Oh, my gosh, yes. I appreciate that you asked that question. So let’s talk first for litigated divorce. What I mean by that is there’s a divorce action pending, there’s court dates, there’s a judge assigned – it’s what you think about when you think of divorce. That option is typically…I typically see it if there’s, you know, maybe safety issues [in the relationship]. So maybe there’s domestic violence in the relationship, and so you need an order of protection. You’ve requested court intervention in the first instance. Or perhaps the parties just cannot reach a resolution on some or all of the issues, and you got to go to court. The other options, I always think it makes sense to try some sort of out-of-court resolution before you commence an action for divorce. Again, so long as there’s no safety issues. If there’s safety issues, and you need an order for protection, the court system is there. That’s what it’s there for.
What are some of the biggest issues that need to be taken care of during those proceedings?
Really, what’s the law for divorce, like what are the pieces that a divorce is resolving, right? In New York state, in order to qualify for a judgment of divorce, you have to have resolved all issues related to custody of children under the age of 18; all issues of child support for children under the age of 21; any spousal maintenance, which used to be called alimony; and then property and debt division as well as council fees So those are the five topics that really need to be addressed in order for you to be eligible for a judgment of divorce in New York state.
When you’re looking at custody, it’s all based upon the best interest test. The best interest test is a test that was created in case law in New York state. So there’s statute, and then there’s case law. And in case law, the best interest test has developed, basically, to say that judges need to look at a variety of factors. So it’s a factor-based test. And every single case is viewed differently. So the factors that might have been applicable in my parents’ divorce, for example, would be different than the factors that are applicable in another parent’s divorce. Most of the time judges are looking at, you know, are both parents fit parents? Are there drug issues, other alcohol issues, anything like that? Are both parents actively engaged in the children’s world? What’s the level of stability? You know, is one parent struggling to maintain a stable home? Do both parents have a roof over their heads and tend to be tied to one spot for quite some time? Other things that can be considered as part of the best interest test are the children’s wishes, but the saying in New York state is that the children get a voice but not a vote. So what that means is that, as kids get older, they certainly have the right to voice what they want to see happen in their world, right? But there is no age in New York state where a child gets to make the decision as to their custodial schedule. There’s no age. But I’ll be honest with you, when their child is 16/17, you know, they’re going to kind of dictate the schedule with what they want to do.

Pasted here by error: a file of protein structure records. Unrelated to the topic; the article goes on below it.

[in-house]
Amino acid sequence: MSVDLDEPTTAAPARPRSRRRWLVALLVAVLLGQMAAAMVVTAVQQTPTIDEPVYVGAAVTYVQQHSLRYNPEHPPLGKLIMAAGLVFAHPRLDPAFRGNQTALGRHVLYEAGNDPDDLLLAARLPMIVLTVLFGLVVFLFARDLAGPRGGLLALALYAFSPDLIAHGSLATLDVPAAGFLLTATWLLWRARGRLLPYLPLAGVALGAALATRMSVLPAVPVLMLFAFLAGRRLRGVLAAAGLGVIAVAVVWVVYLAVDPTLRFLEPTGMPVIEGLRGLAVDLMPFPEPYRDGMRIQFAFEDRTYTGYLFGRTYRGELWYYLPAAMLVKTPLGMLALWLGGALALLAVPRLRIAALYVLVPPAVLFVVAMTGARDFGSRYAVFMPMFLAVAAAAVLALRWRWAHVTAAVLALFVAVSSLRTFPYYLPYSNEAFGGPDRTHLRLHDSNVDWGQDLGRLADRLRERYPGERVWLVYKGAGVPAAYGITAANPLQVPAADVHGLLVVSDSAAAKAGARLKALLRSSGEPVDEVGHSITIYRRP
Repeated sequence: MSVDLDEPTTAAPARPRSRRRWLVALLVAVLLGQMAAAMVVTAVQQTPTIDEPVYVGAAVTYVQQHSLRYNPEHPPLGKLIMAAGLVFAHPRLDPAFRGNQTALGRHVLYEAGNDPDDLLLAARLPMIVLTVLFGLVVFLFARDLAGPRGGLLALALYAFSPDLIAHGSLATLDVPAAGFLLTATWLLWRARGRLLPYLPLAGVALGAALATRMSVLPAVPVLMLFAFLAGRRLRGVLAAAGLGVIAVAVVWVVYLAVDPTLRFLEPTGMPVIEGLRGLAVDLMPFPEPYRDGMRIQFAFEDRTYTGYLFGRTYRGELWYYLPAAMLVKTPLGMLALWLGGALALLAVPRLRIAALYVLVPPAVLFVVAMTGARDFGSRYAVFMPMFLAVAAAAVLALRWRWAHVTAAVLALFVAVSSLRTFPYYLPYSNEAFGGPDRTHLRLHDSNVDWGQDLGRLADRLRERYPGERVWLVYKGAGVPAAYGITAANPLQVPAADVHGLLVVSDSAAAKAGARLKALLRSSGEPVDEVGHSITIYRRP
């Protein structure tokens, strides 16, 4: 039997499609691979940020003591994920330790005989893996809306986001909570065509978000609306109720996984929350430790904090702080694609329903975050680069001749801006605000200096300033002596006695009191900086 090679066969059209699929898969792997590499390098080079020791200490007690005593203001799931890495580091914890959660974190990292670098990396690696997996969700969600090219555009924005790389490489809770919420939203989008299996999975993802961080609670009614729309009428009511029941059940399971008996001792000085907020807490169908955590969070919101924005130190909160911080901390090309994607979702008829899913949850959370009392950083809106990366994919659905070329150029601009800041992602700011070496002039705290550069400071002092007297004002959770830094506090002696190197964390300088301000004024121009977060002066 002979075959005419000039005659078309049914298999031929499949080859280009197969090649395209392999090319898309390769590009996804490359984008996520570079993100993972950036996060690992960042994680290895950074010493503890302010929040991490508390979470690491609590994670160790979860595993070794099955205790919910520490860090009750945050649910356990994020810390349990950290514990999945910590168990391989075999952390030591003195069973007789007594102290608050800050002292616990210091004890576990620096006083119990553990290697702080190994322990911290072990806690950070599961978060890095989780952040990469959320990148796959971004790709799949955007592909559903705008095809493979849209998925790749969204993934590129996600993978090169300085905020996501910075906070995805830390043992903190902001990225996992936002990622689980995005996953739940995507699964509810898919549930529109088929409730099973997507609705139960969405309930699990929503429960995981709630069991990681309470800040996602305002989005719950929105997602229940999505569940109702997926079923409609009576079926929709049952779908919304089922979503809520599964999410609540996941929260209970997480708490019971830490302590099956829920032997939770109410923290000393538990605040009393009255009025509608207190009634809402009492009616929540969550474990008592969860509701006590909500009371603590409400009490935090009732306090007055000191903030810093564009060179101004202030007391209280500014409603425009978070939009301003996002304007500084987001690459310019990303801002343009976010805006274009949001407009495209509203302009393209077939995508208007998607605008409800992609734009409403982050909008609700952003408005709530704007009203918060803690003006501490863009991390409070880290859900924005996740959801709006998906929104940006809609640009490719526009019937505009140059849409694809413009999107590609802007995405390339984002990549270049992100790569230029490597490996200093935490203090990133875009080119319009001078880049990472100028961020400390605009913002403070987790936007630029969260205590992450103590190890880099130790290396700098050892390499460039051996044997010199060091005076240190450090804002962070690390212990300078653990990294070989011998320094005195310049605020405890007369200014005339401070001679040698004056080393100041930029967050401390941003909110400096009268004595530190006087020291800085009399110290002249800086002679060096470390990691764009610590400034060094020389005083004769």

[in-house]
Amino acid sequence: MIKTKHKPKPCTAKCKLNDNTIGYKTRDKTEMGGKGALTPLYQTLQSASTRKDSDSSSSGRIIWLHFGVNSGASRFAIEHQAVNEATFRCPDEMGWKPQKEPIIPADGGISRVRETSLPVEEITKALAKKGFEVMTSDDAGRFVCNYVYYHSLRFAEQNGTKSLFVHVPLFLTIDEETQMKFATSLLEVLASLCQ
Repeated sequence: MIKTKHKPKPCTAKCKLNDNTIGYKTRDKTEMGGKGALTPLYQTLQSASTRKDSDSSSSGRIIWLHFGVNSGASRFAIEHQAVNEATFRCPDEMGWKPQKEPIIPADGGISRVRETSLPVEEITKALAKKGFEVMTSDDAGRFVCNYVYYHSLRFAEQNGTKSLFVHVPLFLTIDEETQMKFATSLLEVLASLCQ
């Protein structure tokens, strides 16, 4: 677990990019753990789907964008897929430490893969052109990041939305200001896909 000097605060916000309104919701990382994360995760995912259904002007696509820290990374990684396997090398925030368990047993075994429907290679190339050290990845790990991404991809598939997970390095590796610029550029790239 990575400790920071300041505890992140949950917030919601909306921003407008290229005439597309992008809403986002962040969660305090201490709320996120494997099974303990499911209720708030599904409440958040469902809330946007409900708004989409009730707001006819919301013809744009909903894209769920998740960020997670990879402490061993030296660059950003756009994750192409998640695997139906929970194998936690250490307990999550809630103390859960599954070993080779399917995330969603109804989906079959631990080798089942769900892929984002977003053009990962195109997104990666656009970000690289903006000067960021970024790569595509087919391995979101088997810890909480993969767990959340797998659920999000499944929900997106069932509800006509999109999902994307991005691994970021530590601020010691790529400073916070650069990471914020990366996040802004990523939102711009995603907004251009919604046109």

What kinds of custody are there?
When you’re talking about the word custody, there’s two pieces to it. There’s legal custody and physical custody. So legal custody is decision-making for the children. Most of the time you see something that’s a joint legal custody, which means that both parties have to discuss and agree all major things for the children, things like what school are they going to? Who’s their doctor? Other ways you can resolve legal custody is sole legal custody, where one parent has the sole decision making for the children on those legal issues. And then there’s also modified joint legal custody, where the parents have to discuss, but if they cannot agree, one parent has final say.
And then when you turn to physical custody, that’s where a lot of the parents are really focused, right? Because physical custody is, “Where’s your baby laying their head? Where are they laying their head down every single night?” There’s a variety of parenting time schedules, and I would say they fall into three main categories. One is where one parent has primary physical custody, and the other parent has parenting time. And then the other option would be where the parents equally share parenting time. So the children literally spend 50 percent of the nights at mom’s house and 50 percent of the nights at the other parent’s house. And then the last option is kind of like a mix-and-match. So maybe there’s one schedule during the school year, and then there’s a different schedule during the summer. There’s a million other schedules. But that’s kind of a broad brush for physical custody. It can be a source of a lot of arguments. But I’ll be honest with you, what I have seen lately in the Capital Region, there is a trend towards finding a custodial arrangement where both parents are equally involved in the child’s life. That trend, I see reducing the amount of custody cases that are brought to court.
Turning the conversation over towards the money side of things. How do you usually see agreements panning out in that area?
That’s really interesting. So when you’re looking at finances, the laws in New York state say that any property accrued during the course of the marriage is marital property, and has to be equitably distributed. “Equitably” is not “equal,” but most of the time you are looking at trying to achieve some sort of an equal division. The biggest thing people have to look at, first, is what is the part that is a marital asset? So for example, you come into your marriage with a retirement account, a 401k. And you’ve got $20,000 in your 401k. Should you decide to divorce 10 years down the road, you now have $100,000 in the 401k. The difference between what you had on the date of marriage and the date you’ve decided to move forward with your divorce, that’s the marital portion. So in that example it would be $80,000. Really, once you figured out what is the marital piece of the pie, it’s pretty easy to divide it up from there.